"The history of the Irish Brigade is tied inextricably to the story of their first and most celebrated commander, Colonel, later Brigadier General, Thomas Francis Meagher. Depending upon the sources one relies upon, Meagher was variously an inspired leader, a hopeless drunk, a patriotic American, an ardent Irish nationalist, a closet Fenian, or an inveterate politician. The complex reality was that he was, at various times and under different circumstances, all of these things."

Brigadier General, Thomas Francis Meagher. public domain, Wikipedia

The Brigade acquitted themselves upon the battlefield, fighting in some of the most bloody of battles.  Brennan concludes his article with this tribute: 

"By the end of the war, more than 950 men of the Brigade had died on the battlefield. Overall, the Irish Brigade saw over 4,000 men killed and wounded; more men than ever belonged to the Brigade at any one time. Yet at the same time they etched a name for themselves in history. With their blood and courage they made a name that was carved so deeply into the American heart that there would never again be a question as to whether the Irish had the right to call themselves…'Americans.'”

The Dropkick Murphys did a fantastic cover of "The Fighting 69th."  Please click the link below if you'd like to hear it and see an amazing slide show of Veterans.

The Following caption is taken from the Irish American  article mentioned above:  "'A Donnybrook at Dusk" by Bradley Shmel; Brigadier General Thomas Francis Meagher; Savage Station, Virginia. Union field hospital after the battle of June 21. / Photo by Courtesy of Bradley Schmel; Library of Congress; James F. Gibson/Library of Congress."Fair use/sharing authorized.

So one might reasonably conclude that any racial animosity ended after the rest of America saw what good Americans the Irish were.  Yeah, not so much.  That opening image for this post...was from 1871.  Yup, well after The Civil Ended.  Sometimes, prejudices stick around.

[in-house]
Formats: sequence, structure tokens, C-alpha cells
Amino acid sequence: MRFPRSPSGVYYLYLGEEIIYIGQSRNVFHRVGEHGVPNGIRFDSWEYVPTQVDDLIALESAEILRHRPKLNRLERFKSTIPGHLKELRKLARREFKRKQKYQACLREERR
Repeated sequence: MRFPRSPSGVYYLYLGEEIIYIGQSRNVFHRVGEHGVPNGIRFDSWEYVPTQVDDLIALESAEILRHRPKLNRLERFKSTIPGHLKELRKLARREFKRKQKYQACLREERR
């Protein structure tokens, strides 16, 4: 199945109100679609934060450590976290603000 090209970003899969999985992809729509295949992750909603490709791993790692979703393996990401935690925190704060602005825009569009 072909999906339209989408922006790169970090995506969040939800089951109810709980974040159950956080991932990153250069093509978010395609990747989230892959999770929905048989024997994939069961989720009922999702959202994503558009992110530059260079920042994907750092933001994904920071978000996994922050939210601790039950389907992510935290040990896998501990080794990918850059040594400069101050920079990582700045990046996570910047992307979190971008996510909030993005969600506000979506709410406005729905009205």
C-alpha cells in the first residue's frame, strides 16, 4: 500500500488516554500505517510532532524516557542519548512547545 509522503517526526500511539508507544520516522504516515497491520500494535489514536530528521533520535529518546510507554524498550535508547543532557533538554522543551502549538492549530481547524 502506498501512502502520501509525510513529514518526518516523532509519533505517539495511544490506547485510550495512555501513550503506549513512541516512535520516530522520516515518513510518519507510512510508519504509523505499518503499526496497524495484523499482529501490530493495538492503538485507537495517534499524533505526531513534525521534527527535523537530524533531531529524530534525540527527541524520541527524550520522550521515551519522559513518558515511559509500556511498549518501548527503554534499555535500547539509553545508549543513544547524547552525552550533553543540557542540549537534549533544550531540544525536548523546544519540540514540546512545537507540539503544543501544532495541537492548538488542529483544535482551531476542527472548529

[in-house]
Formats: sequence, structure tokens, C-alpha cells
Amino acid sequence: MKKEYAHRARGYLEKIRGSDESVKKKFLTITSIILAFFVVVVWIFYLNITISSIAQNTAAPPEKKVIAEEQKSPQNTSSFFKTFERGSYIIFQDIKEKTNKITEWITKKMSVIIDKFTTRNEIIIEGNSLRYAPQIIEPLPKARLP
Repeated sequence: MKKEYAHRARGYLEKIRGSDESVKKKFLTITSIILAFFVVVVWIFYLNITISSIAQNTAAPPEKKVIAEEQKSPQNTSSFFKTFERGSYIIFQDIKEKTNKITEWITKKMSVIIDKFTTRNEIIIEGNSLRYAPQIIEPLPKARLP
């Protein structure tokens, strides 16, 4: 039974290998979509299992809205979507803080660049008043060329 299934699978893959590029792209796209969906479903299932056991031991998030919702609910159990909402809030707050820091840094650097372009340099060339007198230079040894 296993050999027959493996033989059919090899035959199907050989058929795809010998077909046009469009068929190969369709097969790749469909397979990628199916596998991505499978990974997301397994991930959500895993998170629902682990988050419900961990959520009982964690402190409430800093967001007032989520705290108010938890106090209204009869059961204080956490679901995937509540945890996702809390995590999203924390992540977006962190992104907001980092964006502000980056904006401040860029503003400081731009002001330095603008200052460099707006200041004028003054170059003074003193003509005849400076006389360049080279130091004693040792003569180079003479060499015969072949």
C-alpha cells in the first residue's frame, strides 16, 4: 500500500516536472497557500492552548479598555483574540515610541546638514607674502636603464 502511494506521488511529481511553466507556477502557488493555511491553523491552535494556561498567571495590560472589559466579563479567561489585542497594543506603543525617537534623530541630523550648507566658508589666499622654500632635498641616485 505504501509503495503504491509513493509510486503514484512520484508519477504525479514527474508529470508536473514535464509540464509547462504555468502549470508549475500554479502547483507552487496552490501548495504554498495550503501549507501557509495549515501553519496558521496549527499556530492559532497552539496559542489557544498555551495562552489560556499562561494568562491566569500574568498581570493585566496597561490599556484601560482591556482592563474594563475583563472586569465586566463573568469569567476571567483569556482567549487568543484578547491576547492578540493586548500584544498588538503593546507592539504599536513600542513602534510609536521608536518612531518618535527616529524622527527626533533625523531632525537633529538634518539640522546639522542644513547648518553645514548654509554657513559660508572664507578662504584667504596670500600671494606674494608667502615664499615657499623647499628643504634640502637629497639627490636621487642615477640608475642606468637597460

So for those of us who are of Irish heritage, by all means, let's celebrate today, this weekend, all month.  It is a time of celebration and I do hope all eyes are a' smiling.  Hoist a cup and toast all those who came before us.  

But let us also recall that at one time we were the persecuted.  Had Twitter been around 150 years ago, we'd be the ones attacked and vilified.  It was the Irish and their reproduction rates that caused fearful Protestants to bemoan these "other babies."  America was starting to look...a bit different.  That scared those in power.  "All those filthy Irish," they would say, shaking their heads...and fists.

What is to me so tragic about the blatant bigotry of this past time is that the Irish were not given a chance to become Americans, to assimilate.  Even when they did, paying the price through their toil and spilled blood, it was not good enough...and it never would.

My favorite poet is Yeats.  He captures the grand beauty and silent heartbreak of life.  I'll wrap up this blog post with this poem.

"I Am Of Ireland" by William Butler Yeats

'I am of Ireland,
And the Holy Land of Ireland,
And time runs on,' cried she.
'Come out of charity,
Come dance with me in Ireland.'

One man, one man alone
In that outlandish gear,
One solitary man
Of all that rambled there
Had turned his stately head.
That is a long way off,
And time runs on,' he said,
'And the night grows rough.'

'I am of Ireland,
And the Holy Land of Ireland,
And time runs on,' cried she.
'Come out of charity
And dance with me in Ireland.'

'The fiddlers are all thumbs,
Or the fiddle-string accursed,
The drums and the kettledrums
And the trumpets all are burst,
And the trombone,' cried he,
'The trumpet and trombone,'
And cocked a malicious eye,
'But time runs on, runs on.'

I am of Ireland,
And the Holy Land of Ireland,
And time runs on,' cried she.
"Come out of charity
And dance with me in Ireland.'

William Butler Yeats, Irish Man of Letters.  Public domain/fair use claimed regarding this photo.  Photo credit to the Academy of American Poets, link to website here.

What I love about this poem is what I will call the imagery it creates in the soul.  For me, being "of Ireland" is not so much about a place but a belief, a state of mind.  I think it is quite possible, if not preferred to be of Ireland in one's heart while having both feet firmly planted in America, endeavoring to contribute to building that "more perfect union."

So here's to remembering those who came before us.  Let us recall, not with bitterness but was the honest measurement of history's ruler what the Irish suffered in America. Here's to those "Filthy Irish." 

A bheith go maith le mo chairde,